Went to my second Taxi Road Rally about a week ago and although I'll post some more of what I learned as I get around to it here are some of my impressions. For those of you not familiar with Taxi in a nutshell, unlike most of us they have many established relationships with many major industry organizations such as publishers, television production companies, major and indie labels, etc. What these companies do is tell Taxi what they are looking for, for example a publishing company is looking for songs to pitch for a major artist's next release, a tv show is looking for a sad indie band song for a montage, etc. For specific examples just go the actual listings on their site. You need to be a member to submit, and each song you submit is $5. It's understandable that they have a nominal fee to submit or else the inevitable result would be everyone submitting everything they have to every listing however inappropriate. Although I hear this is still quite common. For most listings you get a pretty well thought out critique for why or why not your song was forwarded including things like performance, production, song, appropriateness for listing, etc. As any artist knows criticism is always hard to not take personally so Taxi does get it's share of hate mail. Music is subjective and you should take these critiques as one persons opinion, albeit an educated one. But if you get several critiques saying the same thing you might want to put the ego aside and use this info to figure out what weak points, and we all have them, you need to focus on to get more of a chance at success in this business. As a colleague that does not work for Taxi but has been dealing with many of their members for years said, they are totally legit and one of the few companies of it's type that do exactly what they say they do. Now if you think your stuff is amazing but alas it doesn't get forwarded well either you send them some hate mail and bad mouth them on a forum, or you figure out why and take the appropriate measures from improving your songs to pitching your stuff to a more appropriate genre. It's a very competitive business and if it just took wanting it real badly, everyone would be a star. Most people don't have a clue what it really takes, years of practice, years or rejection and self reflection, years of falling down and picking yourself up, etc. If something truly is great, it will eventually get noticed. Great songs and performers are as rare and in high demand as diamonds. But when most people say they would do anything to make it, they really have no clue what that involves. To do music for a living you'd really have to be crazy unless you can't really see yourself doing anything else in life and being happy. Than no amount of tenacity and hard work and sacrifice or rejection would deter you. Anything short of that obsessiveness is probably not enough to get you to be competitive in the big leagues. OK now with that Taxi overview out of the way, the convention.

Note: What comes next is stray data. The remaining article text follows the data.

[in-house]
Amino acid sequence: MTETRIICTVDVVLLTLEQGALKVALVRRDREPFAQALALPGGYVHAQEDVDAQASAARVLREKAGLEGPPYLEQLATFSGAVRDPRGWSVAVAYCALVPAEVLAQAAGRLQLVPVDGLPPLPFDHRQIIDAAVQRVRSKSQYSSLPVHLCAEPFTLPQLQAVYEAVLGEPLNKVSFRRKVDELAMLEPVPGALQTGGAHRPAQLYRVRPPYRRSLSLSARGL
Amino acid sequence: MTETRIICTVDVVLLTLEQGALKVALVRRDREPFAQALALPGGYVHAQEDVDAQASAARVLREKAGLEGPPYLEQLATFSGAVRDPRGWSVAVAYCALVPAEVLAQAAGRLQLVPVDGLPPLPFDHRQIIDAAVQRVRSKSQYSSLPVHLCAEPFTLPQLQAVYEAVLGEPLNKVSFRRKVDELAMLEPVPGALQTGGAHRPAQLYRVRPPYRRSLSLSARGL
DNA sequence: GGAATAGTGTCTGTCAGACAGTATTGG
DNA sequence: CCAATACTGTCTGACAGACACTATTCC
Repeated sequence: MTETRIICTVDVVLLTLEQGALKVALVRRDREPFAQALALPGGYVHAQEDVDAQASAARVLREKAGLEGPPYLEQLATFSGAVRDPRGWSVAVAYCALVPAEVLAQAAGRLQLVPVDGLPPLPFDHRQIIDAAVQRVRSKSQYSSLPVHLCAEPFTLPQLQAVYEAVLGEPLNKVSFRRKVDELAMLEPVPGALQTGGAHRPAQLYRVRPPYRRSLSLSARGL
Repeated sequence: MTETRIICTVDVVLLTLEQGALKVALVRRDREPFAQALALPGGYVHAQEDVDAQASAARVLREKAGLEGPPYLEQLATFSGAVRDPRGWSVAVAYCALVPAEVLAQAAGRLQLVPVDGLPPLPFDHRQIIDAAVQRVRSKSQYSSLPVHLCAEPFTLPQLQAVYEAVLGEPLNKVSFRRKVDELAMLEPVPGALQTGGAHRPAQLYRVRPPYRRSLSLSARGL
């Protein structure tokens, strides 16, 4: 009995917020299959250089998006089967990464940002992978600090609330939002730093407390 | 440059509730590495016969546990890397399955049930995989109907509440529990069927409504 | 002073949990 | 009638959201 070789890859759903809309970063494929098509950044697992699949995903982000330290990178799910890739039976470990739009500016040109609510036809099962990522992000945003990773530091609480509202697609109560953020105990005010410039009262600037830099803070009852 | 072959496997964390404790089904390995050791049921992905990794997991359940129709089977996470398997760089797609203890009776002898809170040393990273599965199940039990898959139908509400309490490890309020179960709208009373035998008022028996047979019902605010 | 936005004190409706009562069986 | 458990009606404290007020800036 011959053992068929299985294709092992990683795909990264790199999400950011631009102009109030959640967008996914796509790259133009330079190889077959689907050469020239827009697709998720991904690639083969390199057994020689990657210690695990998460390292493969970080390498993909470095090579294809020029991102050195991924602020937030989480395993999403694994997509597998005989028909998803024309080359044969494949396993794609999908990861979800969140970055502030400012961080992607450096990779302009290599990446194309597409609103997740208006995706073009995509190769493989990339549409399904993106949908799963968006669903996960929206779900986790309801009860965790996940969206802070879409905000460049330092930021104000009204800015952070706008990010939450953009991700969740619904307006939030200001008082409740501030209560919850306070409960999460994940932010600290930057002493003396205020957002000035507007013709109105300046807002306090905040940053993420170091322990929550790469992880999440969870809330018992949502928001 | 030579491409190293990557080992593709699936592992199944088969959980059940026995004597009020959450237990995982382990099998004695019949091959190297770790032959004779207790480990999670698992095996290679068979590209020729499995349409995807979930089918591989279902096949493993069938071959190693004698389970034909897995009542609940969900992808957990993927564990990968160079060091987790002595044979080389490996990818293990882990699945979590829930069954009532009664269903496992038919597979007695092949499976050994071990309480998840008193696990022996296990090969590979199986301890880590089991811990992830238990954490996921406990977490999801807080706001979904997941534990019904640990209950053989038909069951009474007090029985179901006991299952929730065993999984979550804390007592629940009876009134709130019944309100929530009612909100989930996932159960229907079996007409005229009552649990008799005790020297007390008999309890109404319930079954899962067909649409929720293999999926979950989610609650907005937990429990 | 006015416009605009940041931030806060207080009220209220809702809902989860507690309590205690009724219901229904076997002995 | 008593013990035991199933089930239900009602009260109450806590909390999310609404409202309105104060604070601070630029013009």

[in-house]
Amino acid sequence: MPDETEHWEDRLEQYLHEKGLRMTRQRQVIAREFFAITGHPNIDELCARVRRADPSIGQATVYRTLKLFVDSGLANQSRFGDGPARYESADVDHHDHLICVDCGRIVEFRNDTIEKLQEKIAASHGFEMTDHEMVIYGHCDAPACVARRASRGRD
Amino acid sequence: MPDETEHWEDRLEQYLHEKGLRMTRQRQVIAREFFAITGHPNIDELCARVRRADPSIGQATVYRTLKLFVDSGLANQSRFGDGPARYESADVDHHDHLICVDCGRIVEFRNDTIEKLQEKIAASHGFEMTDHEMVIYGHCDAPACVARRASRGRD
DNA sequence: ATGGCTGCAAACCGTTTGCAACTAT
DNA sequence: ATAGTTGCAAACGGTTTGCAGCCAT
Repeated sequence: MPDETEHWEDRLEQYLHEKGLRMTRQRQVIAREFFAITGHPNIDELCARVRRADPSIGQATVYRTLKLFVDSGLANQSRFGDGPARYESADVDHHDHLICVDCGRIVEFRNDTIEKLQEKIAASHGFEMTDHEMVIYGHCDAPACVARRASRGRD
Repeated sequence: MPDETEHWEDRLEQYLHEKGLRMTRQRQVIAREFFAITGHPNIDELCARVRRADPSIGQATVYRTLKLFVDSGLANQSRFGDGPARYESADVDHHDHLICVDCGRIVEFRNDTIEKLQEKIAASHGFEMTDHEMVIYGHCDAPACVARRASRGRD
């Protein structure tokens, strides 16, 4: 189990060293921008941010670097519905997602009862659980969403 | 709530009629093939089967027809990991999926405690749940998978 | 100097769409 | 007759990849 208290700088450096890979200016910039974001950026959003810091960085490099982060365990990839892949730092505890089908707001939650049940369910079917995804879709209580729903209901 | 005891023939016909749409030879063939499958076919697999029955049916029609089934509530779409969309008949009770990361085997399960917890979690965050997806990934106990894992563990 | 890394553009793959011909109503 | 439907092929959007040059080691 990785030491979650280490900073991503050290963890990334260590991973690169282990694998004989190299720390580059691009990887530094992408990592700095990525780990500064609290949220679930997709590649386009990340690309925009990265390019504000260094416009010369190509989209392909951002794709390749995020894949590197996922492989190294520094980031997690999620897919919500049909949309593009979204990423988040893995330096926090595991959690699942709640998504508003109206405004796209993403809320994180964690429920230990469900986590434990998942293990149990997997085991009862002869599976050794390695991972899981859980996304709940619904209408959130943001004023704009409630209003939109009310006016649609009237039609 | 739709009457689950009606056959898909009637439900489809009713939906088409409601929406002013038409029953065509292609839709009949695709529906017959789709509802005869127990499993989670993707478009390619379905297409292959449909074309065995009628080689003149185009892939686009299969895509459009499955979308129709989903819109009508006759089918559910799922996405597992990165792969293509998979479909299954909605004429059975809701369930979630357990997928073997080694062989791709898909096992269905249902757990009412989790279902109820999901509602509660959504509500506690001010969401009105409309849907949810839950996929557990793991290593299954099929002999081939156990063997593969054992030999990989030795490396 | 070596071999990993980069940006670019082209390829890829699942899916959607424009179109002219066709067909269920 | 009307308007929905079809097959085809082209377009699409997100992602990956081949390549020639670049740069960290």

Even if people aren't members their website http://www.taxi.com/ and forum have tons of info on the business, and Taxi TV http://www.ustream.tv/user/TAXI_Music/videos has tons of 1 hour interviews with major producers, songwriters, etc. that helps clear up a lot of open questions people have about the business, the process, next steps, where your material stands in the context of the competition, etc. So overall if you are interested in making a career in music you it would behoove you to attend a Taxi Road Rally. If you have skills the sessions will help you hone them as well as figure out next steps in packaging and promoting them in the best manner possible, and give you much clearer perspective in what to expect and where you fit in in the industry. It's really shooting yourself in the foot to base your career planning in a vacuum base on how you think the industry works. Also great to network and meets tons of other like minded and talented artists to compare notes on everything from recording software, favorite songwriting books, how to use Facebook fan pages, and anything else you can think of.